In 2007, the World Food Programme (WFP) agreed to co-chair the Inter-Agency Standing Committee (IASC) Task Force on Safe Access to Firewood and alternative Energy in Humanitarian Settings (SAFE) together with the UN High Commissioner for Refugees (UNHCR) and the Women's Refugee Commission (which worked under the authority of InterAction). Participation in the SAFE Task Force triggered a global analysis of the protection challenges associated with the collection, provision and use of fuel for cooking — activities closely related to WFP's core mandate. As a result, WFP strengthened its commitment to work in partnership with other relevant actors to promote safe access to cooking fuel in humanitarian settings.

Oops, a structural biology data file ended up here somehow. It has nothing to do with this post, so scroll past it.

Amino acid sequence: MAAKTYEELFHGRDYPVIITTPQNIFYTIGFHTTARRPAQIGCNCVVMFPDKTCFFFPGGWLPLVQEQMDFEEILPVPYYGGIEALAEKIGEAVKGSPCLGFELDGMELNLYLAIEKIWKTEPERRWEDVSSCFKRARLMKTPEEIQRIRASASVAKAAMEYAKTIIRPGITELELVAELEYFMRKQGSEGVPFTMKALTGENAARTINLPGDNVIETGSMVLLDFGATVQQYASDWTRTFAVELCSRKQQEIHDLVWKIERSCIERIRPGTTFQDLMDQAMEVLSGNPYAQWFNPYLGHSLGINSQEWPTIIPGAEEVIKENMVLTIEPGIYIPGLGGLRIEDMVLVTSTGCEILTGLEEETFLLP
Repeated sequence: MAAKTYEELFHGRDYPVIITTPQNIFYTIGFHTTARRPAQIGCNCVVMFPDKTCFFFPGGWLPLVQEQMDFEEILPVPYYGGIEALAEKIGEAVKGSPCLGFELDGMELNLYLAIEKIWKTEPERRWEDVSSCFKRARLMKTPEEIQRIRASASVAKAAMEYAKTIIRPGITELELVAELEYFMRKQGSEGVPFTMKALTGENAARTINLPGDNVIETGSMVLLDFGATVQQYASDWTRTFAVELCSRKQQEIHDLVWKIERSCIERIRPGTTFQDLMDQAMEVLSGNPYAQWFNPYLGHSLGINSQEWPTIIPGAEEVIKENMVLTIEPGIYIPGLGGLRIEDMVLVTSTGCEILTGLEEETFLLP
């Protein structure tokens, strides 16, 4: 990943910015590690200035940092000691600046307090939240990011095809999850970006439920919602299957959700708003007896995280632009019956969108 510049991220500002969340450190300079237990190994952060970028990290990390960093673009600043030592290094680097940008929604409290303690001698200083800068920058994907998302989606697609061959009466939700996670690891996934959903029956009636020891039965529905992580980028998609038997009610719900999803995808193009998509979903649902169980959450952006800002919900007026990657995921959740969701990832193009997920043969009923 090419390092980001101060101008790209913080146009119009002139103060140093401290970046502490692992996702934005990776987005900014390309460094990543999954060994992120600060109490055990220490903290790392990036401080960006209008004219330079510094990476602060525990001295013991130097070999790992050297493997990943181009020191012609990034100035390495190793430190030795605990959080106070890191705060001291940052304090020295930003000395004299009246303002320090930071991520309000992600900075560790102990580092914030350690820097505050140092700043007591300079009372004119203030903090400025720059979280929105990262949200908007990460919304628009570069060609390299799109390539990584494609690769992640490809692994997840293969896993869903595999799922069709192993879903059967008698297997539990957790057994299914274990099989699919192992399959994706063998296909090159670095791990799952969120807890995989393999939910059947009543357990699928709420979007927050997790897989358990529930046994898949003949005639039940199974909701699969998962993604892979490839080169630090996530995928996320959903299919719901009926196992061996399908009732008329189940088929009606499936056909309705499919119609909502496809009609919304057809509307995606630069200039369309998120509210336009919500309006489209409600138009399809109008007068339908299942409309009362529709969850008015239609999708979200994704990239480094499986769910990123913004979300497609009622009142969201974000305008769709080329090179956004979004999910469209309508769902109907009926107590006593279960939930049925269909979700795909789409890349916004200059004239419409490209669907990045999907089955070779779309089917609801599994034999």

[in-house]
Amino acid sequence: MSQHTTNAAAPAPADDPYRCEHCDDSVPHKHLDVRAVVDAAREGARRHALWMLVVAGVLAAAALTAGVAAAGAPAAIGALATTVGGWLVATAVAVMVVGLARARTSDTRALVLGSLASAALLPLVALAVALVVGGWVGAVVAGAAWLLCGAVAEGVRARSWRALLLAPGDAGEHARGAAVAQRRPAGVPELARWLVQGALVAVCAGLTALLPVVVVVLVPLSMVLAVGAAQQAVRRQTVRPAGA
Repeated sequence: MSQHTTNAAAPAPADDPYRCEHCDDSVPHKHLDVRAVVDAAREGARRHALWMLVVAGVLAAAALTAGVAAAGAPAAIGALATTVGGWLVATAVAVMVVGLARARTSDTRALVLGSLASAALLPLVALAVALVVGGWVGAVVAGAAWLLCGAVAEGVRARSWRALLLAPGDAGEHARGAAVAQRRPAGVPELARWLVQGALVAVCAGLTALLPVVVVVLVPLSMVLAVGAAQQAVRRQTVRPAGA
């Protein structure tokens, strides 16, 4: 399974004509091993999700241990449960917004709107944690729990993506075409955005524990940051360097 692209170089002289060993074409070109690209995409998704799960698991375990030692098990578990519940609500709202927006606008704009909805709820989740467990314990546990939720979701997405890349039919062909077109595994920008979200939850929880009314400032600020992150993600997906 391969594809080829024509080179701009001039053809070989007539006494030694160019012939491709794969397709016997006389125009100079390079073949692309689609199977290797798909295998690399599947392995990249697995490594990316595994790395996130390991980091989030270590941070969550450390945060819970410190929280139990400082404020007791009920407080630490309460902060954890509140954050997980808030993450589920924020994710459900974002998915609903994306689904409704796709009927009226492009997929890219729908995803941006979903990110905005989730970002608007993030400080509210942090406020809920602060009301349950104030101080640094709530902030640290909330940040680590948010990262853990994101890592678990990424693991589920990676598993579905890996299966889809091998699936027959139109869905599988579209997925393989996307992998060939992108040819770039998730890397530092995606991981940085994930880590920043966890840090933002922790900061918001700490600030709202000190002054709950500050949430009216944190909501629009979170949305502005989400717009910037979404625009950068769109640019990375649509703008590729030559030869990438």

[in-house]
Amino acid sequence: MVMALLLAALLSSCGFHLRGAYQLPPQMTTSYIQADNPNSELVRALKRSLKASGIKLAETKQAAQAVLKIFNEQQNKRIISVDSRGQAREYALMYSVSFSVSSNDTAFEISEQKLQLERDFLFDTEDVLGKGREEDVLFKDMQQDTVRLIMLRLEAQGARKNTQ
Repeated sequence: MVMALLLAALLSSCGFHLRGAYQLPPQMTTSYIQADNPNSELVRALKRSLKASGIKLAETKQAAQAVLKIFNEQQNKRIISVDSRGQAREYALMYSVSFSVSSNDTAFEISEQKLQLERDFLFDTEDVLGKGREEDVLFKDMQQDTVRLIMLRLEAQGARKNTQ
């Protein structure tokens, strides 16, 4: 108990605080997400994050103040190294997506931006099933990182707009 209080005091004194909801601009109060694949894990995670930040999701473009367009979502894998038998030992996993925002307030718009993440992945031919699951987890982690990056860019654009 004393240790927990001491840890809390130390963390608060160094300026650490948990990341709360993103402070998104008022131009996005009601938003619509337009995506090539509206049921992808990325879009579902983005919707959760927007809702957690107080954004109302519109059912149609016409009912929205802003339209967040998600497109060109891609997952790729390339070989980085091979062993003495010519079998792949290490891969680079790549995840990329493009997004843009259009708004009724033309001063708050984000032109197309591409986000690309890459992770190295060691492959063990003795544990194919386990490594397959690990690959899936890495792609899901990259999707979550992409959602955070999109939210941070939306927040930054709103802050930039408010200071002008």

Following the launch of the SAFE guidance material in April 2009,1 WFP decided to undertake a series of feasibility studies in countries where fuel scarcity is negatively affecting WFP beneficiaries. The purpose of these studies is to better understand how beneficiaries, particularly displaced populations, are coping with fuel scarcity and the related consequences, to take stock of existing responses by both WFP and partners, and to propose a comprehensive approach that addresses human and environmental protection, livelihoods, food and nutrition. To date, missions have been conducted in North Darfur (Sudan), Uganda, Haiti, Sri Lanka, Kenya, Ethiopia, Chad and the Democratic Republic of Congo (DRC).